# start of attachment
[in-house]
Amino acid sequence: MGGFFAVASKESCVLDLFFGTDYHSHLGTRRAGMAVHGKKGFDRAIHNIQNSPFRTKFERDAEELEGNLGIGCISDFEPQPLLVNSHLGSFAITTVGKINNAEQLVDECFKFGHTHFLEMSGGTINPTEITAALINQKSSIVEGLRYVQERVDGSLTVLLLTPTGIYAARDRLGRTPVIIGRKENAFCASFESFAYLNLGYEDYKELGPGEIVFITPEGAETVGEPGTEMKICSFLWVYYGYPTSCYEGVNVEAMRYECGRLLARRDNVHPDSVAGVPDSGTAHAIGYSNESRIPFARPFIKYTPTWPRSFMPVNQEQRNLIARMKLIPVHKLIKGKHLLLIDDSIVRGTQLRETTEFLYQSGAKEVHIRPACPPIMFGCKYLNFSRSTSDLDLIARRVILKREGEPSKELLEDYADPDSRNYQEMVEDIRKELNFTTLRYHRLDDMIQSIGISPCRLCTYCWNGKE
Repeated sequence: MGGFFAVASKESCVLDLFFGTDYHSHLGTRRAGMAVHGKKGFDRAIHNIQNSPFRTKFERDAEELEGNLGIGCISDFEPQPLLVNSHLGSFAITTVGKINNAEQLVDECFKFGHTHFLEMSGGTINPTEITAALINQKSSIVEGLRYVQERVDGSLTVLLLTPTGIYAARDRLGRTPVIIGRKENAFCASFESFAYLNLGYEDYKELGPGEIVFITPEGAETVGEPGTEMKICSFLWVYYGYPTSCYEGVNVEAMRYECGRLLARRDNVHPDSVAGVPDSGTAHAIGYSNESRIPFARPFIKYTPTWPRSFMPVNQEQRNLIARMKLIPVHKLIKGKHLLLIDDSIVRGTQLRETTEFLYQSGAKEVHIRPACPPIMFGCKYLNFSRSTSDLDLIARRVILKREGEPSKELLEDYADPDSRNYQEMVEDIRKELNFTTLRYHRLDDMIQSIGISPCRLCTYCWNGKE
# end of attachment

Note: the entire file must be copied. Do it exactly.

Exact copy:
[in-house]
Amino acid sequence: MGGFFAVASKESCVLDLFFGTDYHSHLGTRRAGMAVHGKKGFDRAIHNIQNSPFRTKFERDAEELEGNLGIGCISDFEPQPLLVNSHLGSFAITTVGKINNAEQLVDECFKFGHTHFLEMSGGTINPTEITAALINQKSSIVEGLRYVQERVDGSLTVLLLTPTGIYAARDRLGRTPVIIGRKENAFCASFESFAYLNLGYEDYKELGPGEIVFITPEGAETVGEPGTEMKICSFLWVYYGYPTSCYEGVNVEAMRYECGRLLARRDNVHPDSVAGVPDSGTAHAIGYSNESRIPFARPFIKYTPTWPRSFMPVNQEQRNLIARMKLIPVHKLIKGKHLLLIDDSIVRGTQLRETTEFLYQSGAKEVHIRPACPPIMFGCKYLNFSRSTSDLDLIARRVILKREGEPSKELLEDYADPDSRNYQEMVEDIRKELNFTTLRYHRLDDMIQSIGISPCRLCTYCWNGKE
Repeated sequence: MGGFFAVASKESCVLDLFFGTDYHSHLGTRRAGMAVHGKKGFDRAIHNIQNSPFRTKFERDAEELEGNLGIGCISDFEPQPLLVNSHLGSFAITTVGKINNAEQLVDECFKFGHTHFLEMSGGTINPTEITAALINQKSSIVEGLRYVQERVDGSLTVLLLTPTGIYAARDRLGRTPVIIGRKENAFCASFESFAYLNLGYEDYKELGPGEIVFITPEGAETVGEPGTEMKICSFLWVYYGYPTSCYEGVNVEAMRYECGRLLARRDNVHPDSVAGVPDSGTAHAIGYSNESRIPFARPFIKYTPTWPRSFMPVNQEQRNLIARMKLIPVHKLIKGKHLLLIDDSIVRGTQLRETTEFLYQSGAKEVHIRPACPPIMFGCKYLNFSRSTSDLDLIARRVILKREGEPSKELLEDYADPDSRNYQEMVEDIRKELNFTTLRYHRLDDMIQSIGISPCRLCTYCWNGKE